Operations

Does Your Location Matter Much For Your Limo Business?

Posted on April 18, 2014 by - Also by this author

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Connecticut operator Michael Lindsey says there are many long-term benefits of investing in facilities. Short-term benefits include increased morale and a better overall attitude among all employees. Some people think it’s better to get the cheapest you can in some back alley, but in today’s market environment you have to have a presence out there, he said.
Connecticut operator Michael Lindsey says there are many long-term benefits of investing in facilities. Short-term benefits include increased morale and a better overall attitude among all employees. Some people think it’s better to get the cheapest you can in some back alley, but in today’s market environment you have to have a presence out there, he said.

WINDSOR, Conn. — Connecticut operator Michael Lindsey runs a fleet vehicle not commonly found in chauffeured services. He has a Zamboni-like cart called a Tennant Floor Scrubber, an ionized mobile water unit that never leaves the garage of his business, Lindsey Limousine.

The garage of his new 8,000 square-foot facility serves as the core of his operational approach: “Cleanliness equals organization, and organization breeds efficiency,” he says. His pristine garage embodies a detailed, quality, luxury image communicated as much through a building as via client service and late model chauffeured vehicles.

Lindsey’s attention to detail brings up a question on which limousine operators disagree: Do you invest in high-class facilities to match the level of a luxury service image?

Lindsey explains: “The flooring in the garage area was done by a company that builds airplane hangars. The high-traffic urethane coating resists chemicals, dirt, and rubber from the hot tires and contains glass beads that prevent slipping. An untreated concrete floor will constantly be breaking down and constantly be dirty. This coating not only seals the floor but keeps it cleaner and is easier to clean. We use [scrubber] almost every day for even short periods of time to clean up the floor.”

Lindsey invested in a Tennant Floor Scrubber and built a custom wash bay. He had an aluminum and tempered glass wall normally used for a storefront installed to surround this area. It creates an open environment for the detailing staff so they don’t feel they are working in a small garage. It also allows them to always be viewable and enhances productivity, he says.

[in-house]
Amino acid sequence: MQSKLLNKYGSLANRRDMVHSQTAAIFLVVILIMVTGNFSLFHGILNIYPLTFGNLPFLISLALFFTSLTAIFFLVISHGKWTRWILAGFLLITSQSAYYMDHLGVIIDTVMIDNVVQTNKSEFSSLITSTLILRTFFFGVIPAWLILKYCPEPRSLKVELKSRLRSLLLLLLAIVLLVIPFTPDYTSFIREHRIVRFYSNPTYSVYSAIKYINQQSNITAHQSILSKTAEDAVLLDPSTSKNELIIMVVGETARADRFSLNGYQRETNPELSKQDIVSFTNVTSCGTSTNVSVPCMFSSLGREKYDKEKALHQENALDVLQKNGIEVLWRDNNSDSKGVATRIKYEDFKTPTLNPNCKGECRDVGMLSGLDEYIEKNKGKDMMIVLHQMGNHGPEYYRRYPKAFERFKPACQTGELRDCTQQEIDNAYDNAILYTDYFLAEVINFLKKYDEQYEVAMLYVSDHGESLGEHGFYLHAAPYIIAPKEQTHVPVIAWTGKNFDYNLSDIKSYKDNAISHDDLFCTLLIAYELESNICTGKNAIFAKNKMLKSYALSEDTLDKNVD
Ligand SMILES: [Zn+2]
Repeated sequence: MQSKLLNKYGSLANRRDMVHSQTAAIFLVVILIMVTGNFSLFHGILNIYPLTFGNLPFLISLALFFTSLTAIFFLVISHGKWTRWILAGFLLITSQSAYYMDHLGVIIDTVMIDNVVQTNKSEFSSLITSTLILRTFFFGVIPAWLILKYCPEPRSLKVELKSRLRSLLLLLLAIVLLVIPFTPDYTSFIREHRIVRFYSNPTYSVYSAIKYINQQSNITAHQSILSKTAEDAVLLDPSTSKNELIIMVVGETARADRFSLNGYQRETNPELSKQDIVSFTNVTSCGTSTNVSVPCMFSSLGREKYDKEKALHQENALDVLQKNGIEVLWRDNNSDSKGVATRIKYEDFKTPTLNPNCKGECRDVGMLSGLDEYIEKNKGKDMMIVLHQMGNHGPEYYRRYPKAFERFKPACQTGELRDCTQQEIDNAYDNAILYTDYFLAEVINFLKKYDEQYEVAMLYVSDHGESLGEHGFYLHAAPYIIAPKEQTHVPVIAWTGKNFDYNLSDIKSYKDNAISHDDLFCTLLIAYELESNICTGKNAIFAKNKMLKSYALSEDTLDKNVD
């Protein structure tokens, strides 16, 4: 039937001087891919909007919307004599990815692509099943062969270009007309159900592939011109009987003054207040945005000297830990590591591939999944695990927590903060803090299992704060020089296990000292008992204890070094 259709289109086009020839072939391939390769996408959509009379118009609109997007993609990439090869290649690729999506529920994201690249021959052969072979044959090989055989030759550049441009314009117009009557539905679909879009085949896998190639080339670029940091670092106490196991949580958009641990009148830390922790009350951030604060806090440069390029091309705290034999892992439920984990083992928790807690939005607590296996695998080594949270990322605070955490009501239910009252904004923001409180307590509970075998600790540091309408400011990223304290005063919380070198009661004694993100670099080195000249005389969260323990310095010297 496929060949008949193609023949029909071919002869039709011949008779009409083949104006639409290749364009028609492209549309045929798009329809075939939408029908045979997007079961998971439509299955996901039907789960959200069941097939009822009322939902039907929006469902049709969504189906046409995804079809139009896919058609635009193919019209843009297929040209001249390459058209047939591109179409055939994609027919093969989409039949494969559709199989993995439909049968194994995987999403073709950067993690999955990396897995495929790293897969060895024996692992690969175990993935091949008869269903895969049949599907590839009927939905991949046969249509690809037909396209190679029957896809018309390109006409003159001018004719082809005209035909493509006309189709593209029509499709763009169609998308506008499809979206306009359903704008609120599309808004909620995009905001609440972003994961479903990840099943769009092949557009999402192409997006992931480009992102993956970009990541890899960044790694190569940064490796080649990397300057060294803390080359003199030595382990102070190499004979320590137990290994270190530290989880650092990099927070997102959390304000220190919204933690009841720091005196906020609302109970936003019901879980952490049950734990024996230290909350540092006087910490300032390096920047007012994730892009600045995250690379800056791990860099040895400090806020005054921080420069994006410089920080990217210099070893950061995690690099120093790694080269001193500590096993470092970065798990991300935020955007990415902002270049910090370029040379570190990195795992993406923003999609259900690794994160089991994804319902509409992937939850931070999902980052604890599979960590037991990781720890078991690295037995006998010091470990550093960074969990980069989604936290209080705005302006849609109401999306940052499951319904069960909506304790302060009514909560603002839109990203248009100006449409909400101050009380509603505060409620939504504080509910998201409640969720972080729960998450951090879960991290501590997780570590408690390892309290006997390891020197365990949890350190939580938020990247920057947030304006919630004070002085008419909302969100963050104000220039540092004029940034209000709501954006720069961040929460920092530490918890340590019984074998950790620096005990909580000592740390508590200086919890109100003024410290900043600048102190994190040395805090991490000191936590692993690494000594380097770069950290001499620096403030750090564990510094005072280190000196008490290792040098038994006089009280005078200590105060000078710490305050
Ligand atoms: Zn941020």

Lindsey invested in a Tennant Floor Scrubber and built a custom wash bay. He had an aluminum and tempered glass wall normally used for a storefront installed to surround this area. It creates an open environment for the detailing staff so they don’t feel they are working in a small garage. It also allows them to always be viewable and enhances productivity, he says.

Building An Image
One approach favors a more virtual structure for fleet management based on mobile technology, a home-based office and a fleet dispersed to various locations, or the same arrangement with a basic warehouse/garage-style office. The other approach, used by Lindsey, involves a publicly accessible, storefront facility synonymous with a luxury service image — a place to impress prospective corporate clients invited for a visit to the occasional walk-in.

“I’ve seen the industry grow into much more professionalism,” Lindsey says. “It’s time we come out of the back alleys and out of the shadows and into business parks and be a real business.”

Lindsey spent three years looking for a new company location. He wanted a newer building with plenty of outside parking close to a main interstate. He ruled out using his previous location because renovations would take too much work. So he drove up and down the highway, taking exits and looking at surrounding properties. After considering a few sites with the help of an agent, he settled on one and closed a deal in October 2012 to acquire it. Lindsey then spent the next nine months renovating and upgrading the site at a cost of $500,000. The headquarters now accommodates a growing company. Lindsey bought airportlimo.com in 2009, which he rebranded into an airport transportation service that comprises 10% of his revenues.

“I was busting out of my old place,” says Lindsey, who has 60 employees. “My criterion was I wanted to stay in a certain geographic area. Then I needed a building large enough for my facility and high enough so you can drive buses in and out.”

Only One Chance
First impressions are a one-shot prospect, as the saying goes, especially when a lucrative, multi-year layered chauffeured transportation contract for a corporation is on the line.

Premier Transportation in Dallas has resided in four different upscale “A-/B+” business buildings and office complexes in its 17 years in business, much like the places where they pick up their corporate clients. The company has 70 chauffeurs and office staff and does about $10 million in business annually.

“For us, while bringing clients here is certainly a plus, the reason I did it was for employee morale and an innate sense that we don’t operate like a traditional limo company,” owner and CEO Eric Devlin says. “We run this like a business. We dress like it; our office confines are top-notch. The desks, carpeting, computers, wall art, color schemes all create a sense of professionalism, so when employees are dealing with clients and each other, they understand this is a professional setting and they act that way.”

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